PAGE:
It’s always a challenge, when adapting a TV show or movie, to draw characters that resemble the real actors without completely surrendering the storytelling needs of a comic book. Tom Derenick does a great job with this – his characters look enough like Allison Mack and Tom Welling to remind us that there is a TV show but he never sacrifices the conventions of comic storytelling. Tom Grummett isn’t quite as successful at this – his faces, especially John Schneider as Jonathan Kent, tend to be a bit over-detailed, but overall, the story looks all right.
This issue also includes a few text pieces – an article about visual effects on the program, the beginning of the season two episode guide and a weird “Voices From the Future” report that uses that annoying internet technique of substituting numbers for letters. You’re welcome to try to decipher it if you want – I got frustrated in two sentences.
This is a decent comic book, but I don’t think it gets used to its fullest potential. I’ve never seen an issue outside of comic book stores. This should be out there on magazine racks where kids and teenagers who watch the TV show can find it, read it and hopefully make the transition to other comic books. It’s time DC learned how better to market the best tool for grabbing new readers they currently have.
Quick Rating: Excellent
Title: Some Disassembly Required
It’s She-Hulk versus Titania in the title bout!
Writer: Dan Slott
Pencils: Paul Pelletier
Inks: Rick Magyar
Colors: Dave Kemp
Letters: Dave Sharp
Editor: Tom Brevoort
Cover Art: Mike Mayhew
Publisher: Marvel Comics
This may be the first time doing a review has ever almost gotten me in trouble. I’m working the sound effects for my community theatre this weekend, and since I had a little downtime (and have already seen the play five times by now), I made the mistake of reading this comic book in the booth. I almost laughed loud enough for the audience to hear me.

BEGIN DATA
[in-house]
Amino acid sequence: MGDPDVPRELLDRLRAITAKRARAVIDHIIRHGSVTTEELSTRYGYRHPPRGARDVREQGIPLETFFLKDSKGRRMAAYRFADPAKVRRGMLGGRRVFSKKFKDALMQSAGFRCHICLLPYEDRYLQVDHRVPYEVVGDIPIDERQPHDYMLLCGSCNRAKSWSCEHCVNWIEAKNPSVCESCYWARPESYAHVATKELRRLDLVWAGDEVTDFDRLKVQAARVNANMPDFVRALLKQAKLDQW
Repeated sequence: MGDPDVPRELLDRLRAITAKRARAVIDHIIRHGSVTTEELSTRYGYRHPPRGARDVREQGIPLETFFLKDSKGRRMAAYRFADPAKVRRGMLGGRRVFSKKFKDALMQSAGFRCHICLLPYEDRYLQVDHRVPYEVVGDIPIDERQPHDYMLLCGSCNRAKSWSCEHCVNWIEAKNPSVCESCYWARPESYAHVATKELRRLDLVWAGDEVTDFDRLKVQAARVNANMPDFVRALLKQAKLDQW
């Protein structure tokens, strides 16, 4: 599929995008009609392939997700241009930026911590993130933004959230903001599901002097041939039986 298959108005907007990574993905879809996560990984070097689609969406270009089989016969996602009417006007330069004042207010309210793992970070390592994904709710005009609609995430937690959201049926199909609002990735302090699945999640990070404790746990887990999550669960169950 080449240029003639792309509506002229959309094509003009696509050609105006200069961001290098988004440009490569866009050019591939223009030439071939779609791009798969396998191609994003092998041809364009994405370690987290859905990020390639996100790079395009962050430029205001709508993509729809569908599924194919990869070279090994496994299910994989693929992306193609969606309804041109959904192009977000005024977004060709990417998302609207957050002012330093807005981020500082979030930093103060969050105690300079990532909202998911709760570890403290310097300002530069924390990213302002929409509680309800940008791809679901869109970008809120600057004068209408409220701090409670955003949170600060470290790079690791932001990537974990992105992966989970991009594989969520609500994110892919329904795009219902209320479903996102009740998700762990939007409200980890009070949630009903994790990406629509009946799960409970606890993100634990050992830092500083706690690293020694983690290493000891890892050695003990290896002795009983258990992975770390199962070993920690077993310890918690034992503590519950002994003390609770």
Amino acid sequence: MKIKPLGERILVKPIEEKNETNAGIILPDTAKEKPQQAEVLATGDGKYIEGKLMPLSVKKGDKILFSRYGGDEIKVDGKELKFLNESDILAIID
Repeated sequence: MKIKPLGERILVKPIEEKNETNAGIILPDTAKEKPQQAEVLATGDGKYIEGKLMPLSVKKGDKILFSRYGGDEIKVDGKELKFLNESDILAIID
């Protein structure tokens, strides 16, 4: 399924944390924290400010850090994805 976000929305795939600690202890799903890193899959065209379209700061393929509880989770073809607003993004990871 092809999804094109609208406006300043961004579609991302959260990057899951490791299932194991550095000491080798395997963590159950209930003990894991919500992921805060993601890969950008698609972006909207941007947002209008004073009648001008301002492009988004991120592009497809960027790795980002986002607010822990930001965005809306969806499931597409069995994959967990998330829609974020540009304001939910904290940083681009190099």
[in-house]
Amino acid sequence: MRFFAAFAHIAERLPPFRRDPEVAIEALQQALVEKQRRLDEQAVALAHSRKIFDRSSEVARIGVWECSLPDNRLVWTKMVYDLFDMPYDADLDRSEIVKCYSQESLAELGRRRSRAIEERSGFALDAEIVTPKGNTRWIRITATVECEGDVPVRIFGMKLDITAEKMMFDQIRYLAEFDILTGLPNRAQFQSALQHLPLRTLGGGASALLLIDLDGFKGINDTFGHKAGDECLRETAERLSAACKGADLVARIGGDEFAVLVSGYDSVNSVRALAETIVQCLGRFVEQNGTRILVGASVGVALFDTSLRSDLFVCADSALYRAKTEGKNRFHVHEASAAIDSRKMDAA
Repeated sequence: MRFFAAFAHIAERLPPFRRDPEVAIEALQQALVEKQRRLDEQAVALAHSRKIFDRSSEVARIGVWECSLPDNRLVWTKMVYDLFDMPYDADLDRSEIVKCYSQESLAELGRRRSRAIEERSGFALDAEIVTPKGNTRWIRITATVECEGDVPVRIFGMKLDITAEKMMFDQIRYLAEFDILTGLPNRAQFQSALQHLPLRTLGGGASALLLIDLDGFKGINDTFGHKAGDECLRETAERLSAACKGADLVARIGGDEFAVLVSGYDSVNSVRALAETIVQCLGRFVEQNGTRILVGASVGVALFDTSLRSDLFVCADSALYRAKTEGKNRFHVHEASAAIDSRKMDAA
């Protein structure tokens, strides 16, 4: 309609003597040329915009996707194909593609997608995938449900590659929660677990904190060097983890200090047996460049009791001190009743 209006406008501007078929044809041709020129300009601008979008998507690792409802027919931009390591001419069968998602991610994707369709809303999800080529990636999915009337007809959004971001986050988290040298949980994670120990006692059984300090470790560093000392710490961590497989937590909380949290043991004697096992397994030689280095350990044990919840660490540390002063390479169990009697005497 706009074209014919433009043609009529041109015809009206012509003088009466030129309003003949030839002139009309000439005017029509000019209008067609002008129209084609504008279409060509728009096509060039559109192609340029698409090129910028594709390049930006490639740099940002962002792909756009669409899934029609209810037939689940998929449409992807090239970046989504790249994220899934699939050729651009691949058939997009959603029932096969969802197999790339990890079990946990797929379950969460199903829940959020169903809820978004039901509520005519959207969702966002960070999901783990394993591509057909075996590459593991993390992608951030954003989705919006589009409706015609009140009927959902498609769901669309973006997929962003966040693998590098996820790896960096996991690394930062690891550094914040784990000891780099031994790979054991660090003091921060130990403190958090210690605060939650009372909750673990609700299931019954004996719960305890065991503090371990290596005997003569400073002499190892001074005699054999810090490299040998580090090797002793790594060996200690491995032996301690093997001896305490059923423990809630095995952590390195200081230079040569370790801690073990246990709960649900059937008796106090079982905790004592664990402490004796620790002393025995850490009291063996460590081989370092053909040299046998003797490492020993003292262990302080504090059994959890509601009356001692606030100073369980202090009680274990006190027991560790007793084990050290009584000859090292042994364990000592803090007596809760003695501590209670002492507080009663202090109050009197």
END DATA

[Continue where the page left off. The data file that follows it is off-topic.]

Here’s the bullet points – Titania, who hates the She-Hulk, has taken the Power Gem from the Champion to take her down. Forced to stay in her human form for reasons that are perfectly logical, although will take people by surprise if they aren’t familiar with some Marvel continuity, She-Hulk is trapped in human form and is forced to call in reinforcement. Lots of reinforcements. Unexpected reinforcements.
Since the first issue, the two best things about this title have been the humor and the rampant mining of Marvel continuity. This issue Dan Slott turns both of these factors up to eleven. She-Hulk goes to an incredibly unlikely source to figure out how to take down Titania, and the guest-stars make perfect sense and exist to complement her, not steal the show. There are some outrageously funny moments here – such as Hercules asking his Damage Control foreman if he can take a break to go save the city and Stu telling off not only some obnoxious characters, but taking a good-natured poke at readers who may take things too seriously.
Since this is the last issue of “season one” (Marvel has promised to bring this title back later this year, and the last page even includes a self-referential gag to let the readers know when it will be back), Slott wraps up a lot of storylines or at least brings them to a point of logical resolution, where we can accept things being left for a while. We get resolution for She-Hulk, Titania, Southpaw and the law firm. We even get a little resolution for some story threads left over from Avengers Disassembled, which tie into story elements in this book.
Paul Pelletier is at the absolute top of his game. The characters look great, the fight scenes are fantastic and the visual gags all just plain work. There are panels where your jaw just drops and panels where you laugh out loud. I’m in love with this book.
This same creative team is going to take some time off to do the upcoming GLA (that’s Great Lakes Avengers) miniseries, which promises to have a lot of the same comedic sensibilities, so you can bank on me following them there. But man, I can’t wait for this book to come back for season two.
Title: Fox on the Run
Writer: Grant Morrison
Art: Chas Truog & Mark McKenna